Metacognitive online reading strategies in foreign language learning context at university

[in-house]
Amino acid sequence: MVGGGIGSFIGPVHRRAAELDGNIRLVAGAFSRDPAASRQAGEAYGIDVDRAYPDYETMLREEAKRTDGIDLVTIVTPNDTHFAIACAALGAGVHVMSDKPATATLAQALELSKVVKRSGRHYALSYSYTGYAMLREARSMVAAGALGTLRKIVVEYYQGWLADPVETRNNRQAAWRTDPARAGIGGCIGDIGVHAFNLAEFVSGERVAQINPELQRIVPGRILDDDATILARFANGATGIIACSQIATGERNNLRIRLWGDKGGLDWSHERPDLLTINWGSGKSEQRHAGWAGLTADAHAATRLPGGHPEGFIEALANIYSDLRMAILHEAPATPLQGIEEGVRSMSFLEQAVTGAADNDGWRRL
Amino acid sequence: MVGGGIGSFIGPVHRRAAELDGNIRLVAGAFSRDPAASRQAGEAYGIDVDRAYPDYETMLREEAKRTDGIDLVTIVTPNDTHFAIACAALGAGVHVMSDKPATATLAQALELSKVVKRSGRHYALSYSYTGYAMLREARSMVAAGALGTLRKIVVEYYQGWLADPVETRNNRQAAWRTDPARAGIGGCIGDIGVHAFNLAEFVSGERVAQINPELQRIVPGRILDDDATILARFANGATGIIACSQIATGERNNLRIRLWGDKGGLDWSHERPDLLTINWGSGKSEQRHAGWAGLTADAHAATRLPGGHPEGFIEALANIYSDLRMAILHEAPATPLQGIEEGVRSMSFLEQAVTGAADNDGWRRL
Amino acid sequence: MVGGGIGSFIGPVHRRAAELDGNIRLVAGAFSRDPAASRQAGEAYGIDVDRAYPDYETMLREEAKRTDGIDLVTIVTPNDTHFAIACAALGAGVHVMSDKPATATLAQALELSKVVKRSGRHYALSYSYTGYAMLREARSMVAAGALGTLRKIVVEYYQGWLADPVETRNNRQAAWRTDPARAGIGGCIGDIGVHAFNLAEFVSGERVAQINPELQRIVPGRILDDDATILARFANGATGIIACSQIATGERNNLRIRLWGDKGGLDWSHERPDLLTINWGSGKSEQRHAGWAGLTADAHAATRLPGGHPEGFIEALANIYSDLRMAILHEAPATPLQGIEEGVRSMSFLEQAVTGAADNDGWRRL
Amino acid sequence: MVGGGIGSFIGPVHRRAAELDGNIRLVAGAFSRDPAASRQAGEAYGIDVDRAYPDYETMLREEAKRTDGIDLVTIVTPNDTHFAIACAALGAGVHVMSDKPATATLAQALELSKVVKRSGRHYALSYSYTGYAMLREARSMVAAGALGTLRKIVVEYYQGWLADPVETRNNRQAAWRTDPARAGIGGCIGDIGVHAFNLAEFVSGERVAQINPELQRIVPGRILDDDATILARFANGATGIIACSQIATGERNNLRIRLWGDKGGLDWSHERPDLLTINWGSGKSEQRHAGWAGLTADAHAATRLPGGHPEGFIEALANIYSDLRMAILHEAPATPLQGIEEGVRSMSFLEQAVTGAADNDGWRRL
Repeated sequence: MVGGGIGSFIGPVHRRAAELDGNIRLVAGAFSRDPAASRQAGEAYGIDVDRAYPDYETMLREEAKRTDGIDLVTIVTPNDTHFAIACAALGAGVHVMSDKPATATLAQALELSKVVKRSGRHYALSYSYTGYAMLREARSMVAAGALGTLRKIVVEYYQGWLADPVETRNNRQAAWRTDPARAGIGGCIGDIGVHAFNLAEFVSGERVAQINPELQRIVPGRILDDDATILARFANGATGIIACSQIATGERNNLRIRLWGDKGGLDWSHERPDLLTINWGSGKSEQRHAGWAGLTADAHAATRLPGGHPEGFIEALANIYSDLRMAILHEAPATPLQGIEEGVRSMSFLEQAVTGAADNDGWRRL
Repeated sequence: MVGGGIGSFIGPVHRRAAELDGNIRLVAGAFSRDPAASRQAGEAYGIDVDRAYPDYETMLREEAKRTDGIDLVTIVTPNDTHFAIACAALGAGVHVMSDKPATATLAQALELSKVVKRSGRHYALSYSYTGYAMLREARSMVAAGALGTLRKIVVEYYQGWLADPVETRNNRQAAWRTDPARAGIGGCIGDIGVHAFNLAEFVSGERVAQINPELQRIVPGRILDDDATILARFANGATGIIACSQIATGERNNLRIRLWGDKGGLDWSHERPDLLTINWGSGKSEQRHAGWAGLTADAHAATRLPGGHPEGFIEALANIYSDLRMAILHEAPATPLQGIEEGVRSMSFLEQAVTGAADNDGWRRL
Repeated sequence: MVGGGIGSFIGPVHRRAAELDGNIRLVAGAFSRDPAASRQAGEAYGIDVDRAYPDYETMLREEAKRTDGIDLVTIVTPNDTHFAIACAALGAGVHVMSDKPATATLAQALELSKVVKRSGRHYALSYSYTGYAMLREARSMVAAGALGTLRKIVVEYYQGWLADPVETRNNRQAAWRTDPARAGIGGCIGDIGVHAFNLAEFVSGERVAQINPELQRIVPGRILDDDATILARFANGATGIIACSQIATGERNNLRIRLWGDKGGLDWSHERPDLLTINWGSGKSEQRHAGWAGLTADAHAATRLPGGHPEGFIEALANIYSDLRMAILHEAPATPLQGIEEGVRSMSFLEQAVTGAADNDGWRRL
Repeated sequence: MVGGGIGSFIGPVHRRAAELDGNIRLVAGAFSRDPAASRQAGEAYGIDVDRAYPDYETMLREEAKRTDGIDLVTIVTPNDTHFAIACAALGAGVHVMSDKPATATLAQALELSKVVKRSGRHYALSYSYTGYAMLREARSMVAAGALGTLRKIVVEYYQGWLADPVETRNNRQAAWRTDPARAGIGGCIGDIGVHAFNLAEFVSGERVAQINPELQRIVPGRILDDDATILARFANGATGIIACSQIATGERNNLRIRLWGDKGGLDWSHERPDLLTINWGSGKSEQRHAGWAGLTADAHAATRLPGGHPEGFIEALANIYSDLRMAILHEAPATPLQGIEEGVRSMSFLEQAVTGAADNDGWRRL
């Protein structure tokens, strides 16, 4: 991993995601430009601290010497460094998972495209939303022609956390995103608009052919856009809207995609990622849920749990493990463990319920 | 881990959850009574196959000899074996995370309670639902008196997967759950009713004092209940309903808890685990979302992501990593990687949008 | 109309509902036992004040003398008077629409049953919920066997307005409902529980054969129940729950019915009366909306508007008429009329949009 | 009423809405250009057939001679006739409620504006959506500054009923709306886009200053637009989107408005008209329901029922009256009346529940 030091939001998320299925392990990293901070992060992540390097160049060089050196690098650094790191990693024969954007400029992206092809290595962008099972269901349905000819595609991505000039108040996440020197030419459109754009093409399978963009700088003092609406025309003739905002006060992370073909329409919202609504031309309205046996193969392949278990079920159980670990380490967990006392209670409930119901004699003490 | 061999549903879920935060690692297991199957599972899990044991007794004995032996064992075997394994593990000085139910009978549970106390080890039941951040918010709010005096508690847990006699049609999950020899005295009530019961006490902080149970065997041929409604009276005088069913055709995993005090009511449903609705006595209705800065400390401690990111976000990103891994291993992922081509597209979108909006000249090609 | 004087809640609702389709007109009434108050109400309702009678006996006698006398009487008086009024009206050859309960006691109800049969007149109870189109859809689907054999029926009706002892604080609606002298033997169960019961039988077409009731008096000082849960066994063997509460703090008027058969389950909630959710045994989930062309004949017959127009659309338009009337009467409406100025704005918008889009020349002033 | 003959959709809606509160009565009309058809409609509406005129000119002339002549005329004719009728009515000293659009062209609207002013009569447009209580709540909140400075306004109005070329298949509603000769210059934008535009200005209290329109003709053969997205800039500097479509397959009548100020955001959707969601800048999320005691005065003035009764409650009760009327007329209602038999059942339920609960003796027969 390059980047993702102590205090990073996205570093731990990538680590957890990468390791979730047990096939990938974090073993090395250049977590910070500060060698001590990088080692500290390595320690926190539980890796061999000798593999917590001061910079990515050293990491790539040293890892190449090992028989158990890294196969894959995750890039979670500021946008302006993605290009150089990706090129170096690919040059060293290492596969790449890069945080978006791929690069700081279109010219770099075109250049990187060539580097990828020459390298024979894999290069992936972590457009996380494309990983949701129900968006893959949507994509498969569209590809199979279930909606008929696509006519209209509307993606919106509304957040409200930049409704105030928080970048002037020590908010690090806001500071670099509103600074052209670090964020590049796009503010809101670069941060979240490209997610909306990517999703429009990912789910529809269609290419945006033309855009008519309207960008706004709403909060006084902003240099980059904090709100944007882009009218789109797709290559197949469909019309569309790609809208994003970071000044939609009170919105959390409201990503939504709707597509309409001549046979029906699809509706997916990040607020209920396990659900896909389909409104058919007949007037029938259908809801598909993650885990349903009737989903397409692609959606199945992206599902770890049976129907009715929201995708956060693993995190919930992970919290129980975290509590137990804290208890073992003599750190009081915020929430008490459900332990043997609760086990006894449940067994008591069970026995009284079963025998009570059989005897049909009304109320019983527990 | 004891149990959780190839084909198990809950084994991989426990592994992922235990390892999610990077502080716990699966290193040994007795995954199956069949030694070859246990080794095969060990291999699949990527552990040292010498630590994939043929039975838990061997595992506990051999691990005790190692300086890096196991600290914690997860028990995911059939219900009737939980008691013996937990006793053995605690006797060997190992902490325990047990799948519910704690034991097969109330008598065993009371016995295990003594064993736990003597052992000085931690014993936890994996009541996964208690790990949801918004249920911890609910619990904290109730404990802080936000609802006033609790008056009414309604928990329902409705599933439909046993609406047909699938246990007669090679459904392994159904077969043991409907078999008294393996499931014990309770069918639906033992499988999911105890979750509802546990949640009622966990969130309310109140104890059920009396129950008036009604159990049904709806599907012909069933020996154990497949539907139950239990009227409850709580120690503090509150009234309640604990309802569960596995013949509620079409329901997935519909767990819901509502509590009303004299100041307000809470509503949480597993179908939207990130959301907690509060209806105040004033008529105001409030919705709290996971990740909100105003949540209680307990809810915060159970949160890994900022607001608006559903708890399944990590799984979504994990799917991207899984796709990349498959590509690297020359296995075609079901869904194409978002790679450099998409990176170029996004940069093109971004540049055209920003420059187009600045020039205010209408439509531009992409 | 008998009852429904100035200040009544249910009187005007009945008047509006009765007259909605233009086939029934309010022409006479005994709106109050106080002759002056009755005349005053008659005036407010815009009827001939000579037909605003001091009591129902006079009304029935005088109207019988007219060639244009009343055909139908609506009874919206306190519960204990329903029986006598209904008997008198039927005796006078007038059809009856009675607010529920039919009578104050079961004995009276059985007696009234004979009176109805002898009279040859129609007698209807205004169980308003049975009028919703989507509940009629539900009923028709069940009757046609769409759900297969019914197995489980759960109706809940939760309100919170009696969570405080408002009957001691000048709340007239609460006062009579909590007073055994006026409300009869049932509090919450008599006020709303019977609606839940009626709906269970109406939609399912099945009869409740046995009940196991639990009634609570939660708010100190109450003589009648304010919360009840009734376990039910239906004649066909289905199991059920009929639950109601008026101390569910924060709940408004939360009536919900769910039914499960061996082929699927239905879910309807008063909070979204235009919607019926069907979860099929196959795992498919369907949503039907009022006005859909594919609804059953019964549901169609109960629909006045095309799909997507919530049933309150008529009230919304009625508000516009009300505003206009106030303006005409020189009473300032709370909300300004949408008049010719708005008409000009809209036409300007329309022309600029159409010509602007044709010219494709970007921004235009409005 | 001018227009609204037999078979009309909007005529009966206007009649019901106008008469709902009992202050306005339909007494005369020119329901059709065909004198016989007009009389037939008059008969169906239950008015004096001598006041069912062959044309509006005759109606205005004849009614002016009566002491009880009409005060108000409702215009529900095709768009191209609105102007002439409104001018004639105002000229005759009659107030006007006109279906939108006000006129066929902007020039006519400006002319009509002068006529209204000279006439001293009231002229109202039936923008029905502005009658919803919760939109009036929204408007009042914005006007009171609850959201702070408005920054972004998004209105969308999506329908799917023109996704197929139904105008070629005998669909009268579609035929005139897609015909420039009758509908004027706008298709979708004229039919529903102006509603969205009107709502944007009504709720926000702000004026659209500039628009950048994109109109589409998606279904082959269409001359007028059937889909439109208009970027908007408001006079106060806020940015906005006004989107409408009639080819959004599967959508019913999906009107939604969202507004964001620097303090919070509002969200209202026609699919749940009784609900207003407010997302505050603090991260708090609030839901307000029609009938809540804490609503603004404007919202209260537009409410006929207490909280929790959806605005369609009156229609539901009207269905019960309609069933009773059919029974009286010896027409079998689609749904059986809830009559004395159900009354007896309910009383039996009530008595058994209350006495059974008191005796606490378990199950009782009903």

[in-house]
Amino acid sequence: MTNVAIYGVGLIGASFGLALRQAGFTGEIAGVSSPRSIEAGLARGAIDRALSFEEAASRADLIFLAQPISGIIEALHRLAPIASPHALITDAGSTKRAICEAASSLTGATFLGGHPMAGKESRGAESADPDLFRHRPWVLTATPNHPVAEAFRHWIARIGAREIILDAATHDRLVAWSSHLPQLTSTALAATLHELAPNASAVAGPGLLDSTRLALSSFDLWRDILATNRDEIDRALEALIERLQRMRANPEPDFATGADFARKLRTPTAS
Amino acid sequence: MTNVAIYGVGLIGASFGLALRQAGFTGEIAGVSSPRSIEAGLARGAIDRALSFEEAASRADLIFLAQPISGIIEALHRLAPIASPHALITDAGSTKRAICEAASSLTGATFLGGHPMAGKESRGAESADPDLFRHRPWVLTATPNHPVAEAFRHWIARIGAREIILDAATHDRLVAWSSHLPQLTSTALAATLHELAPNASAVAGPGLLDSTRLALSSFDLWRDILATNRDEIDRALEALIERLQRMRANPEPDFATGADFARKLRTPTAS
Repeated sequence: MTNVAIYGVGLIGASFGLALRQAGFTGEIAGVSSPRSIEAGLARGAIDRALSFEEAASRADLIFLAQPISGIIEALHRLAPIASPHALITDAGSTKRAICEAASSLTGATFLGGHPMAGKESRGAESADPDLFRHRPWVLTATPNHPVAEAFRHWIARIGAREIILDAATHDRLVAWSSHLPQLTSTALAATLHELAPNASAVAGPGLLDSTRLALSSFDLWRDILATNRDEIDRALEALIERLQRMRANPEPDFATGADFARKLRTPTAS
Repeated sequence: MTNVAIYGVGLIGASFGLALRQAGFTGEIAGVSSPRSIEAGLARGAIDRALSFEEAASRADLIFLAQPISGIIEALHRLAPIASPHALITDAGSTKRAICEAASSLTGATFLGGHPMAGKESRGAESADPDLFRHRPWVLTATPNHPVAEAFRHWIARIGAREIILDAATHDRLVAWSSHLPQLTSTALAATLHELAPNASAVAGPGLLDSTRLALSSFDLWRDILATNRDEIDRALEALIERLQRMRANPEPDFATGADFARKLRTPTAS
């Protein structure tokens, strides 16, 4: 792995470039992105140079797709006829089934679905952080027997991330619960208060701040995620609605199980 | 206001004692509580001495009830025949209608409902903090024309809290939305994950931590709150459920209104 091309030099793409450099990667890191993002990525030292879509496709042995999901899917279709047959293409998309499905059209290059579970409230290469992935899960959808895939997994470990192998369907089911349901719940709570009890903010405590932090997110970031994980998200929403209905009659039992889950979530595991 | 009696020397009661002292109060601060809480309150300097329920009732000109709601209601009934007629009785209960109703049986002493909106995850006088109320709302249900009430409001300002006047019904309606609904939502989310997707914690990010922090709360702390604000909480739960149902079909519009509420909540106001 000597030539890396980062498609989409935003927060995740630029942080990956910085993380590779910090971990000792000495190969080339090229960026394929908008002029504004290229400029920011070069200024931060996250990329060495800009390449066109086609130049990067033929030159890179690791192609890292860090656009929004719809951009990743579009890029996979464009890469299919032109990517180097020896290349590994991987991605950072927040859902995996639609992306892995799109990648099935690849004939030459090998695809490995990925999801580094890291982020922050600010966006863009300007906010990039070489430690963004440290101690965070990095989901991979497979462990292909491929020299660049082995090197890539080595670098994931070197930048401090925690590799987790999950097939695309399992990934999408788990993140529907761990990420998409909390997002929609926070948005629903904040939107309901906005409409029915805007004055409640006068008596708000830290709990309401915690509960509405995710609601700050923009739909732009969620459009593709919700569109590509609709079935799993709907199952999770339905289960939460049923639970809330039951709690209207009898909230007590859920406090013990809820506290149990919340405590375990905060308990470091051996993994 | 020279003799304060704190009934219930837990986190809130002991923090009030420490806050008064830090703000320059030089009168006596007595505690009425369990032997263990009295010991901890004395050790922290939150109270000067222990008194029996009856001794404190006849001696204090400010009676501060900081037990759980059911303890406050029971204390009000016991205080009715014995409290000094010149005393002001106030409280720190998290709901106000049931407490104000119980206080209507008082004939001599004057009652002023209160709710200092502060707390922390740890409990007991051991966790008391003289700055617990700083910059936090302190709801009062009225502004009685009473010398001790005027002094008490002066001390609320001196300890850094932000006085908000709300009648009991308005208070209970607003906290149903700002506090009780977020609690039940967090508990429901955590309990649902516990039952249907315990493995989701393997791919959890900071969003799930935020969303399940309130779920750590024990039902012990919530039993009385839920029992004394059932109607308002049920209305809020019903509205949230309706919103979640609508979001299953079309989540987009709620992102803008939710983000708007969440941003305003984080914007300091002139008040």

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Purpose – this research is aimed to identify the metacognitive online reading strategies employed by MRU students and assess the interrelation between online reading strategies and metacognitive awareness. Design/methodology/approach – the authors present and evaluate the findings obtained by using Online Survey of Reading Strategies (OSORS), the survey, which helped to identify MRU students’ metacognitive online reading strategies in a foreign language learning context. The methods applied in the research were the following ones: literature review and descriptive analysis of the obtained quantitative data. The quantitative research and descriptive analysis of the data received from the survey was applied. The target group of the study conducted at MRU consisted of 89 full-time students having different online reading experience. The sample was composed of students from five Bachelor study programmes studying in the academic year of 2012-2013. The instrument of the research (OSORS) was composed of 38 items. Findings – the findings obtained through the survey revealed that readers work directly with the text to solve problems while reading online. However, a low score on any of the subscales of the inventory (i.e. Support strategies use) indicates that there may be strategies in these parts that students might want to learn about and consider using them when reading online. By focusing students’ attention on the metacognitive reading strategies identified in the OSORS language, teachers could help students improve their online reading ability. Teachers should include strategy awareness as training component in their students’ online learning tasks. Research limitations/implications – the research sample is rather limited (89 participants). Practical implications – seeking to develop students’ online reading capacity, it is valuable for teachers to discover students’ preferences for online reading strategies and identify encountered problems before focussing on the online reading issues, in which MRU students need the most help. Originality/value – the findings in relation to the usage of metacognitive online reading strategies employed by MRU language learners imply that reading comprehension is not only a matter of language proficiency, but, in part, a matter of metacognitive reading online strategies.
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